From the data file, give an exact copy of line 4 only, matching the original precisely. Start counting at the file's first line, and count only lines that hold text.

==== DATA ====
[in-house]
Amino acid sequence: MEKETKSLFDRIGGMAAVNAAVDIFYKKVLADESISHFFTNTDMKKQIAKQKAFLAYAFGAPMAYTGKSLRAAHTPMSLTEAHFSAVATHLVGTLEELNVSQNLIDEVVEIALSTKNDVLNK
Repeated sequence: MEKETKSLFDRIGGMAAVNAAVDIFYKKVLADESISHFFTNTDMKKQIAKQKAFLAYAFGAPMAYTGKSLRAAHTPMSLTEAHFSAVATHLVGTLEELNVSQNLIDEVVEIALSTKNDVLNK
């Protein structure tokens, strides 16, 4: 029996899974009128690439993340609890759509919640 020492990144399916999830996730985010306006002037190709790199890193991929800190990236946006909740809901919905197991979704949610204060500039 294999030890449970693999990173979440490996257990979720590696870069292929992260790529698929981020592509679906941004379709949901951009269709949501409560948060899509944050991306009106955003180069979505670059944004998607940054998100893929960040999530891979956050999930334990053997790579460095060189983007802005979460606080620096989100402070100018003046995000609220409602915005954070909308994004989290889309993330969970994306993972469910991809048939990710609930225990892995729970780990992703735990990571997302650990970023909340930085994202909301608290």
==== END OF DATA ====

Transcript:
């Protein structure tokens, strides 16, 4: 029996899974009128690439993340609890759509919640 020492990144399916999830996730985010306006002037190709790199890193991929800190990236946006909740809901919905197991979704949610204060500039 294999030890449970693999990173979440490996257990979720590696870069292929992260790529698929981020592509679906941004379709949901951009269709949501409560948060899509944050991306009106955003180069979505670059944004998607940054998100893929960040999530891979956050999930334990053997790579460095060189983007802005979460606080620096989100402070100018003046995000609220409602915005954070909308994004989290889309993330969970994306993972469910991809048939990710609930225990892995729970780990992703735990990571997302650990970023909340930085994202909301608290």